intuit: KEN RUSSELL ‘
At ()4 and after three decades of assaulting our senses. ever-controversial British film maker Ken Russell is still arousing the movie critic‘s equivalent of apoplexy with his latest rel ‘ase Whore. Trevor Johnston is at the ringside as our Ken takes on his
very vocal detractors.
GAME FOR A
he scene is a press conference for Ken Russell‘s new film. the none-too-bashfully titled Whore. and the lad himself is in trouble again. ‘lt’s watching the abuse of women in a cartoon style. All those primary colours. Two men beside me in the screening were laughing throughout.‘ hisses the ideologue in the corner. ‘They were laughing at the abuse of women in a cartoon fashion.‘ she glowers.
‘Well. I rather think they were laughing with embarrassment.‘ counters Ken. but the lady now has the bit between her teeth.
‘I thought it was soft porn. ()ne ofthe aspects of pornography is to take a subject like that and treat it in a comedic fashion.‘
(‘oming to the rescue. producer Dan lreland ( Russell‘s regular Americn collaborator) makes a strategic intervention. ‘l .ook. we filmed this movie on the streets. We portrayed that life. That‘s how it is. One of the nights we were shooting. someone staggered on to our set because they‘d just been stabbed. We portrayed that life.‘
The ideologue is not for turning liow'eyer. ‘l‘m not saying that's not how it is.‘ she explains. a tad frostily. ‘What I find offensiye is the basic approach of it. The primary colours.‘
By which point Kenneth is nearing exasperation. look. what is it you‘ye got I against primary colours'." f
Laughter begins to circulate round the i room. as the ruddy—faced film maker twirls his waxed moustache and brings the debate to a friyolous close. ‘You‘re hung up on i primary colours. I feel yery sorry for you. And anyway. is that a primary colour you‘ye I got on'.’ 'l‘hose trousers are rather bright . . .‘
In less rumbustious circumstances. the last time I talked to Ken Russell was back in
1985. w hen he‘d come to the lidinburgh liilm liestiyal with ('rimcs o/‘l’ussimr. a lurid and darkly comic expose of the American way ofsex. .\'ot that we chatted that much about the steamy exploits of Kathleen 'l‘urner and Anthony Perkins in his then-new moy ie. lnstead I learned to my surprise that the notable linglish decadent 'l‘homas de ()uincy. he w ho confessed to eating opium
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and the like. was actually buried in our fair capital. for Ken had just visited the graye. The juxtaposition seemed to say a lot about the latterday Russell career. At heart he‘s perhaps a man out of time. an old-fashioned English Romantic really. l lis best work. from Elgar. Delius and Wordsworth on teleyision to lawrence and Mahler for the big screen. resonates with a deeply-held faith in the genius ofthe artist. the freedom from repression in sexual release. and the beauty of the natural landscape. ’l‘hroughout the filmography. his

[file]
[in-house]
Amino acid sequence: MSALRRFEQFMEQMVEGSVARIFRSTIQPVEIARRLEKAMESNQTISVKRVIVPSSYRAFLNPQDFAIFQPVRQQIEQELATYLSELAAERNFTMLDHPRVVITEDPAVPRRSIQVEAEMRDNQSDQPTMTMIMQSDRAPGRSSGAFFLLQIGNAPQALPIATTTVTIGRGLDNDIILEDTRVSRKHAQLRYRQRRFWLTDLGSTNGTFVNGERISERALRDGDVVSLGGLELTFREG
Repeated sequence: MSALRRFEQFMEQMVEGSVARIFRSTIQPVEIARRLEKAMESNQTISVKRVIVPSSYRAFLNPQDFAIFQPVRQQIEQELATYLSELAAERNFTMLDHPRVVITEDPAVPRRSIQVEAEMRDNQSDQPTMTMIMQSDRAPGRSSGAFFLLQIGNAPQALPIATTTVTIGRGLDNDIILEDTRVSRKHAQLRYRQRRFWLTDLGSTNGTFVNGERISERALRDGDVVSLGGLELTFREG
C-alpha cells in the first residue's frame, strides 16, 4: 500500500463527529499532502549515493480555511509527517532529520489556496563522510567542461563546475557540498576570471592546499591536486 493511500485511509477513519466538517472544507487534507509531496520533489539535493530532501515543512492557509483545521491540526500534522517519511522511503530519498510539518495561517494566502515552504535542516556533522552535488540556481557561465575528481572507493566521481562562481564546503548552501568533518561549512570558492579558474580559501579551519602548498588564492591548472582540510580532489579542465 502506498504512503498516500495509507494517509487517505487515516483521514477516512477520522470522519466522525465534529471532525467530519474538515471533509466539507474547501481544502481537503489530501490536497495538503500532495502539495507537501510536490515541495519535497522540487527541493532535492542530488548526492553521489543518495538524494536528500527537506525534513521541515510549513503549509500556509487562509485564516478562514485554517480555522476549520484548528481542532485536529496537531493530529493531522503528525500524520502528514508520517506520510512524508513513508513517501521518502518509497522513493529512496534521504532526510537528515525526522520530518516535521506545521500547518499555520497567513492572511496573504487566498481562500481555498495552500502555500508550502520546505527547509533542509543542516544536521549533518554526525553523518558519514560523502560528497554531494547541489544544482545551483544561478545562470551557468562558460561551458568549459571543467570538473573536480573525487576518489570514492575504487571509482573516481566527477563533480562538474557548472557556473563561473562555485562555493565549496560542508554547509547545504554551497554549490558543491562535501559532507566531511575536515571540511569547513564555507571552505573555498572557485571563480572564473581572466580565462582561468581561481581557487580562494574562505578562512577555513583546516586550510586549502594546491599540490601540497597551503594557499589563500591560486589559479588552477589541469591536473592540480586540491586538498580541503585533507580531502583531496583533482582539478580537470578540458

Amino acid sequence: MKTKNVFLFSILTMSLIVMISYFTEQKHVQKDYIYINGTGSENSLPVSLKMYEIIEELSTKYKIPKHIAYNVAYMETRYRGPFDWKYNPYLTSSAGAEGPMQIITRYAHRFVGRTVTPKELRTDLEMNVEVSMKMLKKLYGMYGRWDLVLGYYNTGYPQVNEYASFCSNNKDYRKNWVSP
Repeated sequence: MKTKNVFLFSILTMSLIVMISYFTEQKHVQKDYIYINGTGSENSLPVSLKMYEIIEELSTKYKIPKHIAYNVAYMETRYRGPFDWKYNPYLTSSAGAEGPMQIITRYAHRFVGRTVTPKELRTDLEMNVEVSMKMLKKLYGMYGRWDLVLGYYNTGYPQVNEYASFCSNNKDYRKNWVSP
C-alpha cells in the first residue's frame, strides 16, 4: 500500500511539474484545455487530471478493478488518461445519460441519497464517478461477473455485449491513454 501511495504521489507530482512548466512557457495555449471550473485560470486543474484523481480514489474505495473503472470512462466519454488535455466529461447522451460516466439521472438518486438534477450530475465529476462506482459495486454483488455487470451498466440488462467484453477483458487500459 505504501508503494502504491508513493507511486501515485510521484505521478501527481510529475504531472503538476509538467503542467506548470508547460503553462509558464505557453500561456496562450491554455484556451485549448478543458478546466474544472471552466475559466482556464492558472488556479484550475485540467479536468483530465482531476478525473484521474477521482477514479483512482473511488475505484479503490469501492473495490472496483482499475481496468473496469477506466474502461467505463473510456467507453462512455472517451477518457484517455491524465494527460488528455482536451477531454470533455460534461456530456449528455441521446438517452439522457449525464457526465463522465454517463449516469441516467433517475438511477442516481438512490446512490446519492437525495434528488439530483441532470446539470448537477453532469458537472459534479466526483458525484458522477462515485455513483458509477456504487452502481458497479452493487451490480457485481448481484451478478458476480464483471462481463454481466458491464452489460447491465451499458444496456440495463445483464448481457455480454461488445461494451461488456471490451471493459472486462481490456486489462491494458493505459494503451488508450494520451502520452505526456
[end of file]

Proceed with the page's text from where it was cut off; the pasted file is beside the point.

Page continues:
energetic. often oyerstated expressiyeness is
a yaliant attempt at freeing British cinema from the confines of grainy realism or starchy literariness.
Somewhere along the way though. the Romantic's zest for pushing back the boundaries ofconyentional morality managed to slide into an often puerile desire to shock at all costs. The excesses of 197 l is The Devils disturbingly hammer home the iniquities man has enacted on fellow man in the name of religion. but by the time we get to 1975‘s Lisztomum'u and Richard Wagner hosting Nazi rallies in Superman suits. the cartooniin outrage ofsuch incongruity comes across as plain silly.
Perhaps it‘s because he can’t cut it anymore as a serious film maker that Rttssell has become stuck in the gl'ooye oftired sensationalism exemplified by the likes of (jot/tic and .S'u/omc's' [.usl Dance. for the recent. yery sluggish Lawrence adaptation of The Rainbow certainly looked like the work of a director whose fires had gone out. Maybe he's jtist become too lazy to bother anymore. but the sheer tackiness of much of his ﬁlls material has done its maker little fayours. W'hile ('rl'mcs ofl’assion. for instance. did indeed haye worthwhile things to say about the masks we hide behind to Cope with our own darkest sexual desires. the dayglo packaging and determinedly throwaway wit proyed absolute anathema to those critics who‘ye been trashing Russell‘s often eminently trashable moyies for years.
We‘re about to go through pretty much the same process with ll’lzorc. Based on London cabdriyer-playw'right Dayid l lines' well-intentioned and thoroughly researched
monologue Hum/age. a detailed and moying emotional document oflife on the game. Russell could only finance the film by setting it in America with a name actress in the central role. llence it's Theresa Russell -- at times awkward as she directly addresses the
camera who in her own colourful idiom regales us with a sad chronicle of exploitation and degradation.
l’undamentally. the film is utterly on her side. with both her tyrannical pimp (intense newcomer Benjamin Mouton) and assorted measly tricks presenting especially loathsome examples of manhood. ()n the downside. there is one unforgiyeably prurient passage set in a gents‘ toilet that doesn‘t bear describing and provides further e\ idence for the prosecution that Russell is just a dirty old opportunist with an eye for the Video rental charts. Yet despite all that (and an adyertising campaign that reeks of the new'sagent's top shelf). ll'lzorc is neyer quite as offensiye as you might expect.
'l‘o depict female degradation and exploitation in order to make a point about a male-dominated society's treatment of women is potentially justifiable and therefore not in itself degrading or exploitatiye. L'nless that is. you’d care to ‘ argue that such images of women should be i deemed off limits. Or that using an elemeLJ